On June 21, 2019, the Supreme Court of the United States decided Knick v. Township of Scott, Pennsylvania, No. 17-647, overruling Williamson County Regional Planning Comm’n v. Hamilton Bank of Johnson City, 473 U.S. 172 (1985), and holding that a government violates the Takings Clause the moment it takes property without compensation, and a property owner may assert a Fifth Amendment claim under 42 U.S.C. § 1983 at that time, without pursuing a state-law remedy first.
Rose Mary Knick owns a 90-acre farmstead in Scott Township, Pennsylvania. Her property includes a small graveyard where ancestors of Knick’s neighbors are buried (such family cemeteries are not uncommon in Pennsylvania). Scott Township passed an ordinance that required all cemeteries to be open and accessible to the public during daylight hours and authorized “code enforcement” officers to “enter upon any property” to determine the existence and location of any cemetery. A Scott Township code enforcement officer learned of the burial ground on Knick’s property and informed her that she was violating the ordinance by failing to keep the cemetery open to the public during the day. Knick sued in state court for declaratory and injunctive relief on the ground that the ordinance constituted a taking of her property, but she did not pursue an inverse-condemnation action to recover compensation. The Township then withdrew the violation notice and agreed to stay enforcement of the ordinance during the state-court lawsuit. But the state court held that it could not rule on Knick’s request without an ongoing enforcement action.
Knick then filed a § 1983 action in federal court, alleging that the ordinance violated the Takings Clause of the Fifth Amendment. The district court dismissed her claim under Williamson County because she hadn’t first pursued an inverse-condemnation action in state court. The Third Circuit affirmed, despite noting that the ordinance was “extraordinary and constitutionally suspect.”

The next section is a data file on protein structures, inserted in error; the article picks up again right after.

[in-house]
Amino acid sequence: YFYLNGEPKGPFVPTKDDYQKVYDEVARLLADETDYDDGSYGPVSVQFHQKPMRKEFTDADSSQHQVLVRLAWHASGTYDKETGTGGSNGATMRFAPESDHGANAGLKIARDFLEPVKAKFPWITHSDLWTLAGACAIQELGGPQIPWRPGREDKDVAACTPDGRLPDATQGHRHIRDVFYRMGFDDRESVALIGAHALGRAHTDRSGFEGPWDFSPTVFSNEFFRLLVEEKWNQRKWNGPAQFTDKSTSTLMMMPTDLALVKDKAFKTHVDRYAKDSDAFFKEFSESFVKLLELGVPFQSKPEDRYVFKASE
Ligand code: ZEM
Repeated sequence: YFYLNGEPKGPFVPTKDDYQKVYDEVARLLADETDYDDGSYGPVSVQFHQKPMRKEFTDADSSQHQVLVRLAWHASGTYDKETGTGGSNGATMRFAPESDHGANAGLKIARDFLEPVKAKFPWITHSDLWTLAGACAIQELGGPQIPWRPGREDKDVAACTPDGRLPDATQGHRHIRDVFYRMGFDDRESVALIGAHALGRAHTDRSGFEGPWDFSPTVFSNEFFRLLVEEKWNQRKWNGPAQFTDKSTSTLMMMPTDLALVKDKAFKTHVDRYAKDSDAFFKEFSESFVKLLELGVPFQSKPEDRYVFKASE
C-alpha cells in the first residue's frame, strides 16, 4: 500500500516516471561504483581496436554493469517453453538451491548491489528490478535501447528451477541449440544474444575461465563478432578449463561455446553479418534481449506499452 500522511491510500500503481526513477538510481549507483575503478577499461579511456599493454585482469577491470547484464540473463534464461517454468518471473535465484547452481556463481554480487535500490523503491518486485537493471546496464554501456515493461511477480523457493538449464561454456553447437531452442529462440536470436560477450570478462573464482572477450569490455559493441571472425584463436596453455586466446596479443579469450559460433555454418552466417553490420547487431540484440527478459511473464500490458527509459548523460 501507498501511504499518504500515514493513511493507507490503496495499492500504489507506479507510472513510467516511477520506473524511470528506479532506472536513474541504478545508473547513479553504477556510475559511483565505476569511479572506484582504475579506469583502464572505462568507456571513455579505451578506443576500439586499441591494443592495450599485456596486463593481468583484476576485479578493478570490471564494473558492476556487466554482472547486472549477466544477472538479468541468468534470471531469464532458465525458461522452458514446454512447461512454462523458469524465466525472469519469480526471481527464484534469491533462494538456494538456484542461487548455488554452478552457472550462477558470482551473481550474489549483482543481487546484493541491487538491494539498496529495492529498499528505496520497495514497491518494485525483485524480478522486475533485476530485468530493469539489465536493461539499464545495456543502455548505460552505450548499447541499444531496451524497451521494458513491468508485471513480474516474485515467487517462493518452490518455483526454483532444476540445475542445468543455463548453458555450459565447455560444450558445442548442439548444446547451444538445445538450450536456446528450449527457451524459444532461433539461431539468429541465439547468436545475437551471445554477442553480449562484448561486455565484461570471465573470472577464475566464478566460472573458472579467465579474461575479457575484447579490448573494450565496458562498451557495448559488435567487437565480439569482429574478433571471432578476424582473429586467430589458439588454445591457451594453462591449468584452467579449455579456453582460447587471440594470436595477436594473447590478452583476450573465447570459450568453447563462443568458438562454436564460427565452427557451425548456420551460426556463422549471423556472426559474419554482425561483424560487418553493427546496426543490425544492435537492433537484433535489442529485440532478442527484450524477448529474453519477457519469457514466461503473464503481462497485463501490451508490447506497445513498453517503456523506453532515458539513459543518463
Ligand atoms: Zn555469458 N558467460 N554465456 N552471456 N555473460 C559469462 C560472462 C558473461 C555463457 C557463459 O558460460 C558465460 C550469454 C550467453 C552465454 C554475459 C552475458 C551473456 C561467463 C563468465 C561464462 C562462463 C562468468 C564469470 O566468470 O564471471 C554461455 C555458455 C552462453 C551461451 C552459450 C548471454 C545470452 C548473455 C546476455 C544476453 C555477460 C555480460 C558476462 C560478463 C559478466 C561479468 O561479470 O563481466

The Supreme Court reversed. It emphasized that the Takings Clause of the Fifth Amendment states that “private property [shall not] be taken for public use, without just compensation.” The Court held that this means that a government violates the Takings Clause immediately upon taking property without paying for it, despite the fact that state law provides a mechanism for the property owner to recover compensation later on. Thus, a property owner has a claim for violation of the Takings Clause under § 1983 at the moment the government takes property without paying for it. The property owner does not first have to pursue a lawsuit in state court to recover compensation.
Williamson County held otherwise; it concluded that a taking does not give rise to a federal constitutional right to compensation at the moment of the taking, but instead gives a property owner a right to a state-law procedure that will eventually result in just compensation. The Court overruled Williamson County on this score, explaining that its holding was “exceptionally ill-founded and conflicted with much of [the Court’s] takings jurisprudence.” The Court also noted that Williamson County produced a problem after the Court’s subsequent decision that a state court’s resolution of a takings claim under state law has preclusive effect in any subsequent federal suit under the full faith and credit statute. These two cases created a “Catch 22” for a takings plaintiff: She cannot go to federal court without going to state court first; but if she goes to state court and loses, her claim will be barred in federal court. The Court held that principles of stare decisis did not require continuing adherence to Williamson County because the decision “was not just wrong [but] was exceptionally ill founded and conflicted with much of [the Court’s] takings jurisprudence.” The decision has been criticized by Justices and commentators over the years. And it proved to be unworkable in practice (the “Catch 22” mentioned above).
Chief Justice Roberts delivered the opinion of the Court, in which Justices Thomas, Alito, Gorsuch, and Kavanaugh joined. Justice Kagan filed a dissenting opinion.